For the rest, we thank you very much, M. de la Tournelle, my cousin and I, for the branches of your yew-tree which you offer to us, but over here we are well furnished with arquebuses and with bad archers, of whjom I am the worst.

Pray send me a drawing of the oval compass of which you wrote; I cannot at all understand the fashion in which it is made.

I am growing very weary in this country, while awaiting the end of the six months, which will expire on the 22nd July. The Grand-Maître promised me that I should only remain here for the said six months. I pray God he may keep his word. I have had tertian fever, but recovered from it long ago. Please consult a little with M. de Paris about my return. I assure you very earnestly that I am the most melancholy, weary and wearisome ambassador that ever was seen.

M. de Lavor did me the honour to come to see me, which was no small pleasure to me. There is no need for the Grand-Maître to hear anything about it.

I have had letters from Scotland from M. de Beauvois. I hope the truce will soon be concluded, for one year, between these two princes.

The Duke of Norfolk will leave here in two or three days to go and join the king [of France]. Pray make his acquaintance, for here his master holds you in good esteem; he told me so within a week.

As for the vultures [a species of hawk...], I think it would be an expense to send them, for this king does not like falconry, and this country is full of such birds.

I cannot believe that if you go to Rome, itwill only be for a short time. If you will believe me, do your utmost to get the commission given to somebody else. Pray attend well to your legal appeals. I cannot think it well that you should leave them behind.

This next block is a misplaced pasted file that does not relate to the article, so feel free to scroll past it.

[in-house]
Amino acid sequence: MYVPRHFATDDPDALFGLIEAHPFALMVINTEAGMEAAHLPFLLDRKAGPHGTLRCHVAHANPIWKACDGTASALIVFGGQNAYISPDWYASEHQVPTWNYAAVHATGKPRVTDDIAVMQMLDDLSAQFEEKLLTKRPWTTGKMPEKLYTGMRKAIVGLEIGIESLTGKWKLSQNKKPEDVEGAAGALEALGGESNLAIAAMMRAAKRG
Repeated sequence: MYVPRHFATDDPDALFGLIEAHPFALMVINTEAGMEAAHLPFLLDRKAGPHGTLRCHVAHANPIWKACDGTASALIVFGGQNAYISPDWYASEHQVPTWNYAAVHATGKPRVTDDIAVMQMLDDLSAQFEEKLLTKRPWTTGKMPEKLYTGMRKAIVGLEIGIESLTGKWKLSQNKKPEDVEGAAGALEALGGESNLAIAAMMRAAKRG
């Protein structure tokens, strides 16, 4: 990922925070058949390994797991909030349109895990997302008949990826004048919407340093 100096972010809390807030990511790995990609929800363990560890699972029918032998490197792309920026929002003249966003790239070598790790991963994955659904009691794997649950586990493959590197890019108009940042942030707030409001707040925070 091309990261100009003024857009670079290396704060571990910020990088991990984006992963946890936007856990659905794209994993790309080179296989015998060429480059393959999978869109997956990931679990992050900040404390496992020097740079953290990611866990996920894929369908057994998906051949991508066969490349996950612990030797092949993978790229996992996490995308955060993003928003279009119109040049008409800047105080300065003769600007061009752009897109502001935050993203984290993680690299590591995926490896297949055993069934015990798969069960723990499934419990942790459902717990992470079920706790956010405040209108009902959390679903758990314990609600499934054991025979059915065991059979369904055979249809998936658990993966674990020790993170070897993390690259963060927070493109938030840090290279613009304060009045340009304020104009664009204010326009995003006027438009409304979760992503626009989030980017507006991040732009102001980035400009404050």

I am longing to have new of you and to know what you say to the tower and to the picture. Sir. etc From London this 23rd May.

I shall have to go to great expense for this coronation. I have written on the subject to the Grand-Maître, begging him to ask the king to give me some money to meet it with. I should be very glad to hear something of it. I also wrote to M. de Paris, who may mention it to you, and who can help me a great deal about it.

Your humble servant<

The Bailly


Translation of the Complete

"Come, Holy Spirit, Lord our God."
by Martin Luther, 1483-1546
Text From:
(New York: Charles Scribner's Sons, 1883), p. 27

1. Come, Holy Spirit, Lord our God,
And pour thy gifts of grace abroad;
Thy faithful people fill with blessing,
Love's fire their hearts possessing.
O Lord, thou by thy heavenly light
Dost gather and in faith unite
Through all the world a holy nation
To sing to thee with exultation,
Hallelujah! Hallelujah!

2. O holiest Light! O Rock adored!
Give us thy light, thy living word,
To God himself our spirits leading,
With him as children pleading.
From error, Lord, our souls defend,
That they on Christ alone attend;
In him with faith unfeigned abiding,
In him with all their might confiding.
Hallelujah! Hallelujah!

3. O holiest Fire! O Source of rest!
Grant that with joy and hope possest,
And in thy service kept forever,
Naught us from thee may sever.
Lord, may thy power prepare each heart;
To our weak nature strength impart,
Onward to press, our foes defying,
To thee, through living and through dying.
Hallelujah! Hallelujah!

Hymn XII from "The Hymns of Martin Luther"
Author: Martin Luther
Translated by: chiefly that of Arthur Tozer Russell
Titled: "Komm', heiliger Geist, Herre Gott"
Stanza 1: "_Veni, Sancte Spiritus_, gebessert durch D. Martin
Luther." translated from the Latin hymn ascribed to King Robert of
France (A.D. 991),is traced to a service-book of the church in
Basel, of the year 1514.
Stanzas 2 and 3: written by Luther
Melody: original Latin Melody
Harmony: after Erythraeus, 1609
1st Published in: "Enchiridion"
Town: Erfurt, 1524
This text was converted to ascii format for Project Wittenberg
by Cindy A. Beesley and is in the public domain. You may
freely distribute, copy or print this text. Please direct any
comments or suggestions to: Rev. Robert E. Smith of the Walther
Library at Concordia Theological Seminary.